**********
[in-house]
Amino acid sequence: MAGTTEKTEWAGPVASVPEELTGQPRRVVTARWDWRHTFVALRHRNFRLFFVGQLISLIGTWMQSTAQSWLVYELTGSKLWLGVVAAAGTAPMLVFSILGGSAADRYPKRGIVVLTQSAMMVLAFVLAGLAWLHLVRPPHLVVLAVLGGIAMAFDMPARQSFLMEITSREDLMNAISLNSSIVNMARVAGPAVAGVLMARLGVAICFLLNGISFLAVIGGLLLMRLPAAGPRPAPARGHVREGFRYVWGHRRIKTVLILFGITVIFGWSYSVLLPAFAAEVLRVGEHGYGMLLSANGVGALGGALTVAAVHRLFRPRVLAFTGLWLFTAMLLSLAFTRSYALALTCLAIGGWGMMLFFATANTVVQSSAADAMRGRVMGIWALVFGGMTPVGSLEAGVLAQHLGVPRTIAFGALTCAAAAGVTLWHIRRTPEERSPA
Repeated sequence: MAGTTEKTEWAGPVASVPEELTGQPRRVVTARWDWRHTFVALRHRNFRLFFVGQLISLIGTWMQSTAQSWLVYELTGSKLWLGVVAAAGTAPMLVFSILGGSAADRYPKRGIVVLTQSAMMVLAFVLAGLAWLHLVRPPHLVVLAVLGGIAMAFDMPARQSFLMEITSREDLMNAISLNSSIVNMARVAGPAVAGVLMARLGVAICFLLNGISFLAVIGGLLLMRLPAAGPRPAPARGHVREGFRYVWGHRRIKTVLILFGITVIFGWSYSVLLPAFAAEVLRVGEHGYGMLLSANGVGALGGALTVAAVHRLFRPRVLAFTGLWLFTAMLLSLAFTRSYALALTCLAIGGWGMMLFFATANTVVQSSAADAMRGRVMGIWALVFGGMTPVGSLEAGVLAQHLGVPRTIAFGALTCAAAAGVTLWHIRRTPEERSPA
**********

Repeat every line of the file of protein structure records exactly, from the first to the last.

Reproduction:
[in-house]
Amino acid sequence: MAGTTEKTEWAGPVASVPEELTGQPRRVVTARWDWRHTFVALRHRNFRLFFVGQLISLIGTWMQSTAQSWLVYELTGSKLWLGVVAAAGTAPMLVFSILGGSAADRYPKRGIVVLTQSAMMVLAFVLAGLAWLHLVRPPHLVVLAVLGGIAMAFDMPARQSFLMEITSREDLMNAISLNSSIVNMARVAGPAVAGVLMARLGVAICFLLNGISFLAVIGGLLLMRLPAAGPRPAPARGHVREGFRYVWGHRRIKTVLILFGITVIFGWSYSVLLPAFAAEVLRVGEHGYGMLLSANGVGALGGALTVAAVHRLFRPRVLAFTGLWLFTAMLLSLAFTRSYALALTCLAIGGWGMMLFFATANTVVQSSAADAMRGRVMGIWALVFGGMTPVGSLEAGVLAQHLGVPRTIAFGALTCAAAAGVTLWHIRRTPEERSPA
Repeated sequence: MAGTTEKTEWAGPVASVPEELTGQPRRVVTARWDWRHTFVALRHRNFRLFFVGQLISLIGTWMQSTAQSWLVYELTGSKLWLGVVAAAGTAPMLVFSILGGSAADRYPKRGIVVLTQSAMMVLAFVLAGLAWLHLVRPPHLVVLAVLGGIAMAFDMPARQSFLMEITSREDLMNAISLNSSIVNMARVAGPAVAGVLMARLGVAICFLLNGISFLAVIGGLLLMRLPAAGPRPAPARGHVREGFRYVWGHRRIKTVLILFGITVIFGWSYSVLLPAFAAEVLRVGEHGYGMLLSANGVGALGGALTVAAVHRLFRPRVLAFTGLWLFTAMLLSLAFTRSYALALTCLAIGGWGMMLFFATANTVVQSSAADAMRGRVMGIWALVFGGMTPVGSLEAGVLAQHLGVPRTIAFGALTCAAAAGVTLWHIRRTPEERSPA